A Missouri woman Has filed a product liability lawsuit over problems with the Medtronic Infuse, alleging that she suffered nerve damage as result of the use of the bioengineered bone graft device during a posterior lumbar fusion, which was not an approved indication.
The complaint (PDF) was filed by Patricia Caplinger on June 4, in the U.S. District Court for the Western District of Oklahoma.
Medtronic Infuse is a bone morphogenetic protein (BMP), which is used to encourage bone growth and replace spinal disks by filling the gaps between vertebrae. It is promoted as an alternative to bone graft procedures where bone is harvested from another part of the body or from cadavers.
The FDA approved the Infuse bone graft in 2002, indicating that it should only be used during spinal surgery for a single-level anterior lumbar fusion, where the spine is approached from the front. However, it has been widely used during other types of spinal surgery, which has been found to carry a risk of severe inflammation, airway compression, nerve damage and other health problems.
According to allegations raised in Caplinger’s lawsuit, Medtronic promoted the Infuse bone graft for uses that were never approved by the FDA as safe or effective, and the manufacturer knew such “off-label” use exposed patients to an increased risk of serious and potentially debilitating injuries.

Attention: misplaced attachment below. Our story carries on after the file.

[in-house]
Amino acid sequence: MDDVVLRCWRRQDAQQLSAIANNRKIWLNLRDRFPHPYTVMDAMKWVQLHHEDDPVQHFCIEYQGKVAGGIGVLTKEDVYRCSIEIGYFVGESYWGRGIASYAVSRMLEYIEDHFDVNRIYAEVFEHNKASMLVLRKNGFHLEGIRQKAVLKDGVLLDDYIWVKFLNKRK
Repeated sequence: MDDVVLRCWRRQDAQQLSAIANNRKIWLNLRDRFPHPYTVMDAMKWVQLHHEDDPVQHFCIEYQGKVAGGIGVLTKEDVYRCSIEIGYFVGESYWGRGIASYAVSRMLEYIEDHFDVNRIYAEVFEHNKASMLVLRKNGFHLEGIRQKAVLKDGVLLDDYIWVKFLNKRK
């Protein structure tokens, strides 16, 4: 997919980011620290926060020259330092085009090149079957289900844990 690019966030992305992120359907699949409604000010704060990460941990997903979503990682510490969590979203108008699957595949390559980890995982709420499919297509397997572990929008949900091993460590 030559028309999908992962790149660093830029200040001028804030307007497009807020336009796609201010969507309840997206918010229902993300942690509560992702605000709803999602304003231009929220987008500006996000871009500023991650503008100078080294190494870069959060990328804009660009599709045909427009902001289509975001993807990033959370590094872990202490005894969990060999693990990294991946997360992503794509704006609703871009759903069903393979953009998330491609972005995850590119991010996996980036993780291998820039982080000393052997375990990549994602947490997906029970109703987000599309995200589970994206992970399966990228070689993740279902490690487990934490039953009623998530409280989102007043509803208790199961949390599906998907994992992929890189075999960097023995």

Caplinger’s doctors implanted the Medtronic Infuse Bone Graft during a posterior lumbar internode fusion in August 2010, where the spine is approached through an incision in the back. The device allegedly caused “ectopic” or “exuberant” bone growth onto and around Caplinger’s spinal cord, which compressed her nerves, resulting in severe pain, weakness and foot drop in her right leg and foot.
Although doctors are allowed to use approved medical devices for any purpose, manufacturers are not allowed to promote or encourage such “off-label” use. Medtronic has faced multiple allegations of promoting the Infuse bone graft for use during spinal surgery that they never established with the FDA was safe or effective, and which they knew carried a potential risk of serious side effects.
Caplinger alleges that Medtronic minimized or downplayed the risk of problems, even though the earliest trials involving the Infuse showed uncontrolled or ectopic bone growth, inflammatory reactions, adverse back and leg pain events, radiculitis, retrograde ejaculation, urinary retention, bone resorption and implant displacement. More recent research has also linked the Medtronic Infuse to a risk of cancer and sterility.
In 2008, the FDA issued an alert advising doctors not to use the Medtronic Infuse in upper spinal fusion procedures, after receiving a large number of reports involving deaths and other complications that resulted from swelling of the neck and breathing difficulties.
The case joins a growing number of lawsuits filed over the Medtronic Infuse bone graft in state and federal courts throughout the United States. Caplinger seeks compensatory and punitive damages, accusing Medtronic of fraud, failure to warn, manufacturing, designing and marketing a defective medical device, breach of warranty and negligence.